At present, just 5% of total automotive movement takes place by rail. However, attempts to increase this through the introduction of an earlier AFTO policy resulted in no new investment being made in the railways. The problem was that this required companies to acquire a 20-year licence at the cost of $900,000, although there was the possibility to extend this by a further 10 years. The licence allowed companies to invest in dedicated car transporters and offer them to manufacturers, with the owner paying freight charges to the railways.
In the amended policy, the rate structure has been simplified. There will now be just two freight rates: one for loaded trains and one for empty trains.
Maruti Suzuki has already filed patents for a new transporter wagon, which was developed by the Railway Designs & Standards Organisation, while APL Vascor has contracted Titagarh Wagons to produce its own design.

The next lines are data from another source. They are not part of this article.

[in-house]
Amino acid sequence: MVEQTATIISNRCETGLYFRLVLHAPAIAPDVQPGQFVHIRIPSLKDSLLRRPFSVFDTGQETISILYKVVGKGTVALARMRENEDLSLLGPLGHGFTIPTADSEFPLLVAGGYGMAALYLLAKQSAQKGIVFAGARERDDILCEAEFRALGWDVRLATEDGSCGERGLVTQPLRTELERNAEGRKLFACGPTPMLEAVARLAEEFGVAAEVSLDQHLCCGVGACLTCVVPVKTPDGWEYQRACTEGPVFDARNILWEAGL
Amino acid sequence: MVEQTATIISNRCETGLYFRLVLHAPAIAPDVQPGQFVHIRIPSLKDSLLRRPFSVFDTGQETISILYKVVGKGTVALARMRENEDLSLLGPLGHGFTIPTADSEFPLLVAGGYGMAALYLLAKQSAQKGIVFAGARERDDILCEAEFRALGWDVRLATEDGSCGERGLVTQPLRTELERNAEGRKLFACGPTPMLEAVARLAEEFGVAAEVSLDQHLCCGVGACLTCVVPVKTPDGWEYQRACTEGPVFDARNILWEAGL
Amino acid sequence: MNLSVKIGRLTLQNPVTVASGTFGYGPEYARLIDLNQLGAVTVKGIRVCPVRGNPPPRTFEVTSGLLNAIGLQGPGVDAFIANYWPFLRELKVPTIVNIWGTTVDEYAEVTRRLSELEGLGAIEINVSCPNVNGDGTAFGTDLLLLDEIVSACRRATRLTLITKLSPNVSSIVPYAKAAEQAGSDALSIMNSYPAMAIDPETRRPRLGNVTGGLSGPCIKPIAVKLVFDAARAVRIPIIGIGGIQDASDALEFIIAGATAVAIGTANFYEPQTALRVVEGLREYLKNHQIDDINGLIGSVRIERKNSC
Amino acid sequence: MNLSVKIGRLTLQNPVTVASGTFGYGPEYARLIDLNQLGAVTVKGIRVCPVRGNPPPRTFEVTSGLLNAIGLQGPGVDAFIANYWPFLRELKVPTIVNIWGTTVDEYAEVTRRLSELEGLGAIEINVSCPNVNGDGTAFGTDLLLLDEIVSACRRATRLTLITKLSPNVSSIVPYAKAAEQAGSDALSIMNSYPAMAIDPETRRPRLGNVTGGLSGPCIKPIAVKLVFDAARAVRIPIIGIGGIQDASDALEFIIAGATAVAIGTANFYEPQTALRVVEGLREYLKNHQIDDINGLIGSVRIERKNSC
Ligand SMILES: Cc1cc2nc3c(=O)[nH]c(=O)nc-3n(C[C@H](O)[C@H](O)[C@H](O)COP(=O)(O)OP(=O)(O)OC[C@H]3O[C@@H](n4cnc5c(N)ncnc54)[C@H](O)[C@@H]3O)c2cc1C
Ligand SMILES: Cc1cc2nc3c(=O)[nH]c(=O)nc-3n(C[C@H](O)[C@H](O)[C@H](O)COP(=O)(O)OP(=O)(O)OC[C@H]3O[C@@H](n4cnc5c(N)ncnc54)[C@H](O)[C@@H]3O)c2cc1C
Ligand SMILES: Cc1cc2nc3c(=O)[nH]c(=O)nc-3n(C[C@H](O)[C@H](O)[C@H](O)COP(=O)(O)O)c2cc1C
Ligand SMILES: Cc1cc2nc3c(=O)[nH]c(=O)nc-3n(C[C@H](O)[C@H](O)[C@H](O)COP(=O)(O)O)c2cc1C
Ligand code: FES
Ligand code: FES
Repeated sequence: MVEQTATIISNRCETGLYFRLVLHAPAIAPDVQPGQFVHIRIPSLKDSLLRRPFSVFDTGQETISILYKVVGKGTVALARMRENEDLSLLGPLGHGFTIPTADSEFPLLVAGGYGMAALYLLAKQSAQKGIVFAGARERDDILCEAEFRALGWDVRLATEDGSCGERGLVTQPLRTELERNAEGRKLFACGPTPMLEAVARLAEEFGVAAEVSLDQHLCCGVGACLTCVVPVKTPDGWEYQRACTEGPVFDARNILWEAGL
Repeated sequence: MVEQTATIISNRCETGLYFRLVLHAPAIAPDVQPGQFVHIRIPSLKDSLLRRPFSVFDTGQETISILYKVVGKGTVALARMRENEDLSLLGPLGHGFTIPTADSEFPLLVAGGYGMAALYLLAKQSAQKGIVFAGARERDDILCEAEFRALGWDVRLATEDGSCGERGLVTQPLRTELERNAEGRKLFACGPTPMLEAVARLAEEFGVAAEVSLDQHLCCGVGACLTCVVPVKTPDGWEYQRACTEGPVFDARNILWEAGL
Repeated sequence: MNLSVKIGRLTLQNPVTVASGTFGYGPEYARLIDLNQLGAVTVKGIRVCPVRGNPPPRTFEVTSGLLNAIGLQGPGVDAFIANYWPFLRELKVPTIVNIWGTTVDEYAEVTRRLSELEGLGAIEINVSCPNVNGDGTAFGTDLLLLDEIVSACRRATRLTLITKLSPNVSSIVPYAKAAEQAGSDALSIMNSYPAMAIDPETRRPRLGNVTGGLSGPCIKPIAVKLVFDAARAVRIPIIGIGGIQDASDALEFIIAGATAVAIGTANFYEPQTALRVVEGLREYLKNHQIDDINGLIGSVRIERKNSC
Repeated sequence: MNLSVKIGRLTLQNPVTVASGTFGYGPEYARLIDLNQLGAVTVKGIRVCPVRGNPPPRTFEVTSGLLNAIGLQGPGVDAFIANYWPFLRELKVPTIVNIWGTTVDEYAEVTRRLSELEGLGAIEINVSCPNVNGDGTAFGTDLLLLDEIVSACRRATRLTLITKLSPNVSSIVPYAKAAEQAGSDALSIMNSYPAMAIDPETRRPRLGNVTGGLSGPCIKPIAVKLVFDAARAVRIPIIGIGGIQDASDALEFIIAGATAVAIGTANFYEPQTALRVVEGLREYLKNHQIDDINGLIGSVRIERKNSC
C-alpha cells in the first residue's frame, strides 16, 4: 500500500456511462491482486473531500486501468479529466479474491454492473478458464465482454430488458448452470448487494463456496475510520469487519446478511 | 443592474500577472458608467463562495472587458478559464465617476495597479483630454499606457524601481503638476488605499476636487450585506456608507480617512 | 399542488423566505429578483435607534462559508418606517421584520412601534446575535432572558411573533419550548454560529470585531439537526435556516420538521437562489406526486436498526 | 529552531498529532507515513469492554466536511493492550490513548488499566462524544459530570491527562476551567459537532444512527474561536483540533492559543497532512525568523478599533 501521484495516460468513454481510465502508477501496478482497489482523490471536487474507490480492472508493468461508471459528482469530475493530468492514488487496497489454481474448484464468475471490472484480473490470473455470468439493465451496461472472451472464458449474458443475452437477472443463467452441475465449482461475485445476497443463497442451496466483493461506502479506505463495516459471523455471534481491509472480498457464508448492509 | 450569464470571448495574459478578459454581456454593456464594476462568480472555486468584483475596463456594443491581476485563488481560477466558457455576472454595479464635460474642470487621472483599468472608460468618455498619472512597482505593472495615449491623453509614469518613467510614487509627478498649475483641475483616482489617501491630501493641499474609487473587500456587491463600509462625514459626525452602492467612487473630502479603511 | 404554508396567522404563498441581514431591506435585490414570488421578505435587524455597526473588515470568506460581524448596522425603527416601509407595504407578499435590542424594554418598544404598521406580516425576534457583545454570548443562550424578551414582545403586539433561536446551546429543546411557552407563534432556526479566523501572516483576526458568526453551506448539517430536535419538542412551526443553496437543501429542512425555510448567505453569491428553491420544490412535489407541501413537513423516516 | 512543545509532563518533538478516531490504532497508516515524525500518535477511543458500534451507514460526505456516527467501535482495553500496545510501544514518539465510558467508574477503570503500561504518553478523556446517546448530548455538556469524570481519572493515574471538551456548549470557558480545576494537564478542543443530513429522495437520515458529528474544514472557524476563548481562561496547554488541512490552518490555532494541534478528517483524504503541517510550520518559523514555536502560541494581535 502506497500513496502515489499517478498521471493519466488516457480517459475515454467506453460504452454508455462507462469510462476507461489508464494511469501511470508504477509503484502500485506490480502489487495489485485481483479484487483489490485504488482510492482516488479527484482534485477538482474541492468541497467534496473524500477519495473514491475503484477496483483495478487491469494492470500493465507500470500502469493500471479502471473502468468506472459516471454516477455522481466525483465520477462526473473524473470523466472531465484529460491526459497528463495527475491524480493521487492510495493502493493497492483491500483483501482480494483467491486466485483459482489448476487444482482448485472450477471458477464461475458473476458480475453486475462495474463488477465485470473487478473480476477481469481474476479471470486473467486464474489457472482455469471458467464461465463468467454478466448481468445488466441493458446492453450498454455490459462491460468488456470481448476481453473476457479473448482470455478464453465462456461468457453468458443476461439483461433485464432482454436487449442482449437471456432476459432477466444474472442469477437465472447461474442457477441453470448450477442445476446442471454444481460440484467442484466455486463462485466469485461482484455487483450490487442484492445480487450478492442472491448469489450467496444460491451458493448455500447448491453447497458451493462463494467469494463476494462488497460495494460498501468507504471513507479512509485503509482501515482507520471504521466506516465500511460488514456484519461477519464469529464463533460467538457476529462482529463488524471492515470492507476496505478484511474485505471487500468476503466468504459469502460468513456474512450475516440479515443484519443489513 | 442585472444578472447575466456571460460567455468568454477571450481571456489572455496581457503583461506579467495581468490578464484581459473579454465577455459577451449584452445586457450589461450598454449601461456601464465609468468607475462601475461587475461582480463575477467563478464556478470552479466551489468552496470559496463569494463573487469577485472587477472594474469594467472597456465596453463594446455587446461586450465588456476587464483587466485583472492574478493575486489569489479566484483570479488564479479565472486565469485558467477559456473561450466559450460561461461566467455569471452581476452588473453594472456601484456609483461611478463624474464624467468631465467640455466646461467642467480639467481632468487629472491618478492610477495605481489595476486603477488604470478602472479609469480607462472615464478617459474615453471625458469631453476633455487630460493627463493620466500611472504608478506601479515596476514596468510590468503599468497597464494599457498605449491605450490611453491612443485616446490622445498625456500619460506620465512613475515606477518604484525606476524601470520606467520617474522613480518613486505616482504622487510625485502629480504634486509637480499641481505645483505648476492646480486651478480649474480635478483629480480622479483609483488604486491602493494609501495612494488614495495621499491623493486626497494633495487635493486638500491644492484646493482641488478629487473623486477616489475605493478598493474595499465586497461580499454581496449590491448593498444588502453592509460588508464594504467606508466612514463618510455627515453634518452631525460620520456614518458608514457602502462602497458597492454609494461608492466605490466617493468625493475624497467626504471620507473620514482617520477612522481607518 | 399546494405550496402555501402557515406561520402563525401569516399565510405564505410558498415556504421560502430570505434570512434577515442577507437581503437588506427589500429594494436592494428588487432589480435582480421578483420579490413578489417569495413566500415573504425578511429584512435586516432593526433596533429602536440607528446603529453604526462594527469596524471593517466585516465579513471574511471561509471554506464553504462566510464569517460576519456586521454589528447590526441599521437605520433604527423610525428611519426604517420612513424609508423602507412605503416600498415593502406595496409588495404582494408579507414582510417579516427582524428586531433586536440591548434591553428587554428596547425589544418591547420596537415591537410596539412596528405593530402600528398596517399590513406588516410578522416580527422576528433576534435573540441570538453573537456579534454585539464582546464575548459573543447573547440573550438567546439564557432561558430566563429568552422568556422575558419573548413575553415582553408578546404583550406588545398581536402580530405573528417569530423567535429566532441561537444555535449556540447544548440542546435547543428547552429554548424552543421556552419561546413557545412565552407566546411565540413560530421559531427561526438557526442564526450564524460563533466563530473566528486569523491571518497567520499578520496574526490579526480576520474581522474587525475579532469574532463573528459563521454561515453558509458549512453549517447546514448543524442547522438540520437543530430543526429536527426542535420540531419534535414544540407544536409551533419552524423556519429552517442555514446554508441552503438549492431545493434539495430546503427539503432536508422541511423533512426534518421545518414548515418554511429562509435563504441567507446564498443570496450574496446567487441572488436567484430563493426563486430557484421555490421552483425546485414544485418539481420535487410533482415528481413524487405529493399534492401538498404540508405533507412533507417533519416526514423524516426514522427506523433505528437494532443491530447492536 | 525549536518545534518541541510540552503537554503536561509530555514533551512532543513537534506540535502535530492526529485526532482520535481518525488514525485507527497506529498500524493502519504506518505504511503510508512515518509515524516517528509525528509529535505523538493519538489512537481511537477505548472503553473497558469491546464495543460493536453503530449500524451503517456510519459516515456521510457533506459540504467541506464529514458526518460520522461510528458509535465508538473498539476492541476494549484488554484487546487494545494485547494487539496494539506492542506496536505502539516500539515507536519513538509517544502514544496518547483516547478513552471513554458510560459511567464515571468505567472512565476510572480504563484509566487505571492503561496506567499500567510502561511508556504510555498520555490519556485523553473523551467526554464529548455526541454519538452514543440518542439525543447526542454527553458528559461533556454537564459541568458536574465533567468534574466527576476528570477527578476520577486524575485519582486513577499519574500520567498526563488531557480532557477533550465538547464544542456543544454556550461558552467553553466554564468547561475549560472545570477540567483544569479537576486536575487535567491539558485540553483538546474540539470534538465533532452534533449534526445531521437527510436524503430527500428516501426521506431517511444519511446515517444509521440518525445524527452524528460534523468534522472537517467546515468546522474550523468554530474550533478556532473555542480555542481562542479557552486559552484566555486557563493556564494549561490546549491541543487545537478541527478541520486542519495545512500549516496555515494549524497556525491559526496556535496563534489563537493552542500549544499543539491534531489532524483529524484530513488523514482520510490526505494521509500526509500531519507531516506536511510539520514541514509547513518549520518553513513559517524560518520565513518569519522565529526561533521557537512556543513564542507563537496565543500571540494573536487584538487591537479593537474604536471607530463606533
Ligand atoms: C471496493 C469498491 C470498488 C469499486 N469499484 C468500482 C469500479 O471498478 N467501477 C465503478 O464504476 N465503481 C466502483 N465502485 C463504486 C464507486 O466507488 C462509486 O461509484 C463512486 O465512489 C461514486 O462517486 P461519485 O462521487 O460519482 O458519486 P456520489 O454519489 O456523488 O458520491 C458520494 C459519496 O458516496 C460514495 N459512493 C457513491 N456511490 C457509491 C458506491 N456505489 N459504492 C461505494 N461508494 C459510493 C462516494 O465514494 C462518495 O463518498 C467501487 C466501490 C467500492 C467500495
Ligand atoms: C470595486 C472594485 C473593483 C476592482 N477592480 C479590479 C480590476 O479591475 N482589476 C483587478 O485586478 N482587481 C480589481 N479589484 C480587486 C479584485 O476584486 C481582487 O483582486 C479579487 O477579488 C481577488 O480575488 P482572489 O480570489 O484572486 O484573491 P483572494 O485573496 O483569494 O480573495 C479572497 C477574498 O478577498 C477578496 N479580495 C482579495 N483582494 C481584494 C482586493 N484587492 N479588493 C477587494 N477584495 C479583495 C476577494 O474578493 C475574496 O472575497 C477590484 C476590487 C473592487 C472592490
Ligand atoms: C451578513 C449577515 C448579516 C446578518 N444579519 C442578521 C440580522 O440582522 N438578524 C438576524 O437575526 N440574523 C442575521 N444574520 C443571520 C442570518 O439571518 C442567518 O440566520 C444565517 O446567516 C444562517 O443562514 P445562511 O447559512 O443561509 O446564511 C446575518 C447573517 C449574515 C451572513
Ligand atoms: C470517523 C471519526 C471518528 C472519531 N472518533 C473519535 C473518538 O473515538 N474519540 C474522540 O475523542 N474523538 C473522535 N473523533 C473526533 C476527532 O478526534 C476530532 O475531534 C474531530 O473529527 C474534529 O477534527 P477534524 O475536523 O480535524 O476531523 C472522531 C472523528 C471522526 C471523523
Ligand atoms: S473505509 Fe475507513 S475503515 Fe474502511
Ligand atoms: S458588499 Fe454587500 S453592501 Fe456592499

When these new wagons are rostered into block trains, up to 318 small cars can be transported on each. This compares to current loadings of 150-170 cars or up to 270 cars, depending on the type of service being run.
The freight marketing department of Indian Railways has defended the decision to implement a charge to move empty car transporters. This is being done not only to cover costs, it says, but also to prevent automotive manufacturers from deliberately running empty trains to prevent competitors from using the service.